In summary, the results of the long-term relationship between GDP, agriculture, industry and services sectors are used to classify countries according to their comparative advantage. The contribution of agriculture to the economy of ECOWAS is strong in Burkina Faso, Gambia and Nigeria. Agriculture sector in these countries has a comparative advantage. The strong contribution to GDP suggests that agriculture can converge more quickly on its equilibrium path and have spillover effects in other sectors. Therefore, political and especially institutional reforms in ECOWAS for these three countries are needed to accelerate growth and enable the agricultural sector to reach maturity. The neoclassical theory of economic growth supports the view that determinants of growth having a high marginal efficiency converges along the ‘razor’s edge’. As a second option, governments of different countries may also agree on a joint program agenda to promote the agricultural sector in their respective countries. The stylized facts such as the partnership between China and the Asian tigers or Brazil, Colombia and Argentina show that this kind of collaboration was the basis for the development of the farming system, high productivity of labor, capital and land, extension of new crop varieties and phenomenal agricultural production. The benefit of this initiative is that at the end, this process will launch the development of market institutions that are favorable to industrial development in ECOWAS. Countries such as Benin, Ghana, Mali, Niger, Senegal and Guinea have an industrial sector that affects the most GDP.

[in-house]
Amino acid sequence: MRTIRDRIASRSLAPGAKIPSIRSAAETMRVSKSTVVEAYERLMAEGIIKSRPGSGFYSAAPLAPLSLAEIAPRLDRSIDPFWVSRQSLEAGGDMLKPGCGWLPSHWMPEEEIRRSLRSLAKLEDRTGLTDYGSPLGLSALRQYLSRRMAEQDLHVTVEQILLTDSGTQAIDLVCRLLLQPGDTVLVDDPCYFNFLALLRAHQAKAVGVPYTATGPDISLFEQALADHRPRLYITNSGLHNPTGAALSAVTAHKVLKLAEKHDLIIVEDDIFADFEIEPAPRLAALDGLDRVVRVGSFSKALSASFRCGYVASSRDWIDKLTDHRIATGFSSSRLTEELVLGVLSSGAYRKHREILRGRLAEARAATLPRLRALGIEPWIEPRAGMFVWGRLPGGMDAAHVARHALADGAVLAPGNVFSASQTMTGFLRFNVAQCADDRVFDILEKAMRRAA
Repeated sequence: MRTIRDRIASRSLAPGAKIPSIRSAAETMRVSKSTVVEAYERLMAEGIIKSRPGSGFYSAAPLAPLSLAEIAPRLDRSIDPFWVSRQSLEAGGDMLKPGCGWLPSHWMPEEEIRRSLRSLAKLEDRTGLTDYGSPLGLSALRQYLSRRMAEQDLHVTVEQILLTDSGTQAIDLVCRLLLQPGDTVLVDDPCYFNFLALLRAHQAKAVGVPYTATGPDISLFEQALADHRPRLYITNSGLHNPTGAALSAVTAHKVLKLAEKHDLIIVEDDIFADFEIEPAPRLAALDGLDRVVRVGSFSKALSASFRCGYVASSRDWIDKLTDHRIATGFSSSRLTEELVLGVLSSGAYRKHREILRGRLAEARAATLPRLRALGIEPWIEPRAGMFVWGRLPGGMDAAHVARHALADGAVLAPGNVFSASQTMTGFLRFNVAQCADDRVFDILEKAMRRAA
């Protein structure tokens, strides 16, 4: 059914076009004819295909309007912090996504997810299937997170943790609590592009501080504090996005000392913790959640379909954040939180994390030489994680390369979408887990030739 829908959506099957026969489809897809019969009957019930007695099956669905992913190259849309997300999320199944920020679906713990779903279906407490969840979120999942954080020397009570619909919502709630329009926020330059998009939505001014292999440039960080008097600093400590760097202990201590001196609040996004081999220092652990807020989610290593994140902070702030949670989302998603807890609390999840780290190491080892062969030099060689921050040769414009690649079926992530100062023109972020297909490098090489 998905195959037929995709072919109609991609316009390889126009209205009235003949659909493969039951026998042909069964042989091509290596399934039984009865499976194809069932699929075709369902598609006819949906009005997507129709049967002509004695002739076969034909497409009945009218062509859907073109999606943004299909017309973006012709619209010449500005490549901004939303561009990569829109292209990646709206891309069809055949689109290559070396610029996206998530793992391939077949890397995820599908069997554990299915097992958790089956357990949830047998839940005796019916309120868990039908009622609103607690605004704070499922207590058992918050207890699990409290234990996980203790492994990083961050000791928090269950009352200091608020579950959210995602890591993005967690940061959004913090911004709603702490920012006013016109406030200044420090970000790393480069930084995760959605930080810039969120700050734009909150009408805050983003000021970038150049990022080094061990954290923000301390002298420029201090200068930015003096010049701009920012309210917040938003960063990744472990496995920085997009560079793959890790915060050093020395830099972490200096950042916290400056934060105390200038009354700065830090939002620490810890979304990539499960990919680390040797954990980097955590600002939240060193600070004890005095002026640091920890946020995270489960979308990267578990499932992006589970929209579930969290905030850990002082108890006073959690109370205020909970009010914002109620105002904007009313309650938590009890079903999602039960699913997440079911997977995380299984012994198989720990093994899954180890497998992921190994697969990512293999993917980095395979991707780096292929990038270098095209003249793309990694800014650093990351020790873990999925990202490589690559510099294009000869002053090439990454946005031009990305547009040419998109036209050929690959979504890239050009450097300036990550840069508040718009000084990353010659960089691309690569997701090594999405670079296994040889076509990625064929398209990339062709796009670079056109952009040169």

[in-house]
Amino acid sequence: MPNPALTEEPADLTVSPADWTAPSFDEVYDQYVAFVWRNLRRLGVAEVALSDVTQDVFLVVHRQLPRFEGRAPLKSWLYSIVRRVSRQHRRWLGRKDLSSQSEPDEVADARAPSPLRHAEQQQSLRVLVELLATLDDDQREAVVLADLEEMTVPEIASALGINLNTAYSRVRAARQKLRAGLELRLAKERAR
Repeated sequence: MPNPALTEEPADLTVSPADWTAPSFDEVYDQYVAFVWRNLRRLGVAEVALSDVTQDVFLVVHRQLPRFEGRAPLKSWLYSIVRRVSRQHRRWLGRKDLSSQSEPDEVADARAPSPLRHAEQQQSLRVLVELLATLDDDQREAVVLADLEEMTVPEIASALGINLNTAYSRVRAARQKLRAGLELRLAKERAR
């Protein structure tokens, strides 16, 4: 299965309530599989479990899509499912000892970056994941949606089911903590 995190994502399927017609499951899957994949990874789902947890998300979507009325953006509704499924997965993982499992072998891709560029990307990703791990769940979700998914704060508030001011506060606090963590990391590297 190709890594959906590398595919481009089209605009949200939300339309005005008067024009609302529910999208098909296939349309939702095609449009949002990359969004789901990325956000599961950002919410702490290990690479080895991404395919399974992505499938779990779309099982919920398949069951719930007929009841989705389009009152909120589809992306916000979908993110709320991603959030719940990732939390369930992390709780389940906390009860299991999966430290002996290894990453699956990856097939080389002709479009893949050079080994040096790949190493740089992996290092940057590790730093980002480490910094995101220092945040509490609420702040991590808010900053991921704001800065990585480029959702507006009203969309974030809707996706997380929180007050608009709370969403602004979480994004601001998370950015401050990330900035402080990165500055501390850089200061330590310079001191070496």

A consultation framework is essential to support industrial development in these different countries while taking precautions to avoid overexploitation of raw materials (Dutch disease) known mainly in Africa as a source of curse. It is well established that industrial development is distinct from agriculture development because it requires innovation and technology. Governments can agree on the creation of a common center of research and development focused only on transformation of agricultural products based on available technology and the effects of geographic concentration. Many experiments in the USA and Asia reveal that the location and transaction costs are the core of industrial growth. Benin, Ghana, Mali, Niger, Senegal and Guinea all together have sufficient resources to develop this industrial infrastructure before gaining the support of ECOWAS or foreign aid. All these initiatives are likely to boost the markets (information systems, infrastructure, future market, exchange and trade) and the expansion of services. The estimation results reveal that the services sector is important in most countries, although its contribution is not a majority. Excluding Togo and Ivory Coast due to the fact that the three sectors have equal contribution, for all remaining thirteen countries, services sector ranks in the first or second position in terms of contribution to GDP in eight countries. Particularly in Cabo Verde, Sierra Leone, Liberia and Guinea-Bissau services are dominant. This privilege can be interpreted by other countries as a comparative advantage and therefore an alternative to reduce transaction costs. Even if the theory of absolute advantage of Adam Smith shows that the eight countries can offer services, it is optimal for all the eight countries to have a comparative advantage in this sector. Indeed, providing services can be cheaper in Cabo Verde, Sierra Leone, Liberia and Guinea-Bissau if these countries manage to acquire a specialization showing the importance of collaboration. Briefly depending on their area of interest, the countries of ECOWAS can join their forces to undertake priority investment in agriculture, industry or services.